Philippe-Antoine Merlin de Douai

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Philippe-Antoine Merlin de Douai
Merlin de Douai par Delpech.jpg
Born 30 October 1754  Blue pencil.svg
Died 26 December 1838  Blue pencil.svg (aged 84)
Paris   Blue pencil.svg

Philippe-Antoine Merlin, known as Merlin de Douai (30 October 1754 – 26 December 1838) was a French politician and lawyer. [1]

France Republic with mainland in Europe and numerous oversea territories

France, officially the French Republic, is a country whose territory consists of metropolitan France in Western Europe and several overseas regions and territories. The metropolitan area of France extends from the Mediterranean Sea to the English Channel and the North Sea, and from the Rhine to the Atlantic Ocean. It is bordered by Belgium, Luxembourg and Germany to the northeast, Switzerland and Italy to the east, and Andorra and Spain to the south. The overseas territories include French Guiana in South America and several islands in the Atlantic, Pacific and Indian oceans. The country's 18 integral regions span a combined area of 643,801 square kilometres (248,573 sq mi) and a total population of 67.3 million. France, a sovereign state, is a unitary semi-presidential republic with its capital in Paris, the country's largest city and main cultural and commercial centre. Other major urban areas include Lyon, Marseille, Toulouse, Bordeaux, Lille and Nice.

Lawyer legal professional who helps clients and represents them in a court of law

A lawyer or attorney is a person who practices law, as an advocate, attorney, attorney at law, barrister, barrister-at-law, bar-at-law, civil law notary, counsel, counselor, counsellor, counselor at law, solicitor, chartered legal executive, or public servant preparing, interpreting and applying law, but not as a paralegal or charter executive secretary. Working as a lawyer involves the practical application of abstract legal theories and knowledge to solve specific individualized problems, or to advance the interests of those who hire lawyers to perform legal services.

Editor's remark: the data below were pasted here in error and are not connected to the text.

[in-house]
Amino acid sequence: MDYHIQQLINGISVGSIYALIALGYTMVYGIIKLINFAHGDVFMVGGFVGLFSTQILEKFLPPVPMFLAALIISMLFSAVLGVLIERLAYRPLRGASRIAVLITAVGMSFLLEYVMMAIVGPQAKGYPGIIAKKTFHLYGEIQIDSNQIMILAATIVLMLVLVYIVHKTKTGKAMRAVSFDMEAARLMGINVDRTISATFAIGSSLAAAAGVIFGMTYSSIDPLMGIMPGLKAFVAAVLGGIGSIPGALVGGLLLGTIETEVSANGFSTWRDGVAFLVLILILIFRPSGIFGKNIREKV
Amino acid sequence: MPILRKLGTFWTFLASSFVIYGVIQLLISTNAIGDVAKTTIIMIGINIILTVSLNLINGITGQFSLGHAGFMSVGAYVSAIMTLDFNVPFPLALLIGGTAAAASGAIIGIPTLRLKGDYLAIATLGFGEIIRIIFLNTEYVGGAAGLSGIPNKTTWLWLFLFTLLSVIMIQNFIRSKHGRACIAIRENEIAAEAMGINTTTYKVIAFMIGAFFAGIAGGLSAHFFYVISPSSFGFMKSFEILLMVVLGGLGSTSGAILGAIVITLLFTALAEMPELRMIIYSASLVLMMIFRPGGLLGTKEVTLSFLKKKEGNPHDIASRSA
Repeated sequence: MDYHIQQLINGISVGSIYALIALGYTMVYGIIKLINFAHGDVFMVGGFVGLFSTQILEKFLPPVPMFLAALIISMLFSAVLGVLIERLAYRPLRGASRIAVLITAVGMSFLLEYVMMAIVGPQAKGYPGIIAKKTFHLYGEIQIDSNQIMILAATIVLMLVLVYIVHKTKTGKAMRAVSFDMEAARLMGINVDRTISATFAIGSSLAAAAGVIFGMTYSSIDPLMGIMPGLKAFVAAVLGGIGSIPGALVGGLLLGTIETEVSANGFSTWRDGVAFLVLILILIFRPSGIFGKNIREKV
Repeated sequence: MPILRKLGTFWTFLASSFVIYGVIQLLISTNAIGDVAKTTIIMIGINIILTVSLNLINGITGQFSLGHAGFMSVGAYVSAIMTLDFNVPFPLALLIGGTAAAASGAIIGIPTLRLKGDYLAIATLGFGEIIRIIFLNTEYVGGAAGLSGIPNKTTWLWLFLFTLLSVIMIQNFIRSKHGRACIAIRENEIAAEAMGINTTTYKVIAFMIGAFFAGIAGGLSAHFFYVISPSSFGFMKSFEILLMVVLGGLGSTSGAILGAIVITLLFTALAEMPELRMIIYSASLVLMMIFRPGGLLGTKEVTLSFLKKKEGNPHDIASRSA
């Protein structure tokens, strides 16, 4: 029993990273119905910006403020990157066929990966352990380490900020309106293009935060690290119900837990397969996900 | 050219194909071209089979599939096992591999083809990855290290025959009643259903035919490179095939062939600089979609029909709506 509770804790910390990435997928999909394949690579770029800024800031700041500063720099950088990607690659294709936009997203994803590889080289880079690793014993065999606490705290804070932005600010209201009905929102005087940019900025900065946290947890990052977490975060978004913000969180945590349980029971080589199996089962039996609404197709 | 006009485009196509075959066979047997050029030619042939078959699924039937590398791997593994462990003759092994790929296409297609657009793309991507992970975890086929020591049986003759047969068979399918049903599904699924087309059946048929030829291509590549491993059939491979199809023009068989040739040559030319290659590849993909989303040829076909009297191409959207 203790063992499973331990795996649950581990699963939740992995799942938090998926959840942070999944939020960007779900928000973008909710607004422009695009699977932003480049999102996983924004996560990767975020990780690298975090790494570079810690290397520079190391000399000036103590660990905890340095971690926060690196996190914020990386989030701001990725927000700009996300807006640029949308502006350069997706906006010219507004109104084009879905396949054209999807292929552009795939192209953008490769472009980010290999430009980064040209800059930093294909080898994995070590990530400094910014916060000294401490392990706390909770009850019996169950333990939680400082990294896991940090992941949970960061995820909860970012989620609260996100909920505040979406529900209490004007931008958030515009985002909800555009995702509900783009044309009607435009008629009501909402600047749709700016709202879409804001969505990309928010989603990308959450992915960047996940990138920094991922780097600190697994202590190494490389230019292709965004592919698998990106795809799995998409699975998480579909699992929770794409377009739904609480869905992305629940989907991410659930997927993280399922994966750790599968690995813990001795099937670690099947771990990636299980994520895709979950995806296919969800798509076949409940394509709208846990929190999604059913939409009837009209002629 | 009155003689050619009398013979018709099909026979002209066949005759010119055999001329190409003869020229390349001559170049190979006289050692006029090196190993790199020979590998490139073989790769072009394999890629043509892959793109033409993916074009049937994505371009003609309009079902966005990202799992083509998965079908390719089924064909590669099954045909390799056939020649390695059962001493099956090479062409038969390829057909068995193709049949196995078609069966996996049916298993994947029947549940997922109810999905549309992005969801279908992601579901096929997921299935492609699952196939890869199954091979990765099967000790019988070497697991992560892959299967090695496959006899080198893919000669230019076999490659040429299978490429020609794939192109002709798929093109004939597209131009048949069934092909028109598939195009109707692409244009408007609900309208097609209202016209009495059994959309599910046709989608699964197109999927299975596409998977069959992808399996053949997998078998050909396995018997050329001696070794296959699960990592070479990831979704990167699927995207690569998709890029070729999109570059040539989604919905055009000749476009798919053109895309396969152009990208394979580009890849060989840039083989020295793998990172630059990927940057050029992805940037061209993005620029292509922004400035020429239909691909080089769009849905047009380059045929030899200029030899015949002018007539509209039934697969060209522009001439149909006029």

Contents

Personal and public life

Early years

Merlin de Douai was born at Arleux, Nord, and was called to the Flemish bar association in 1775. [2] He collaborated in the Répertoire de jurisprudence, the later editions of which appeared under Merlin's superintendence, and contributed to other important legal compilations. In 1782 he purchased a position as royal secretary at the chancellery of the Flanders parlement. His reputation spread to Paris and he was consulted by leading magistrates. The Duke of Orléans selected him to be a member of his privy council. [3]

Arleux Commune in Hauts-de-France, France

Arleux is a commune in the Nord department in northern France.

A bar association is a professional association of lawyers. Some bar associations are responsible for the regulation of the legal profession in their jurisdiction; others are professional organizations dedicated to serving their members; in many cases, they are both. In many Commonwealth jurisdictions, the bar association comprises lawyers who are qualified as barristers or advocates in particular, versus solicitors. Membership in bar associations may be mandatory or optional for practicing attorneys, depending on jurisdiction.

Parlement Ancien Régime justice court

A parlement, in the Ancien Régime of France, was a provincial appellate court. In 1789, France had 13 parlements, the most important of which was the Parlement of Paris. While the English word parliament derives from this French term, parlements were not legislative bodies. They consisted of a dozen or more appellate judges, or about 1,100 judges nationwide. They were the court of final appeal of the judicial system, and typically wielded much power over a wide range of subject matter, particularly taxation. Laws and edicts issued by the Crown were not official in their respective jurisdictions until the parlements gave their assent by publishing them. The members were aristocrats called nobles of the gown who had bought or inherited their offices, and were independent of the King.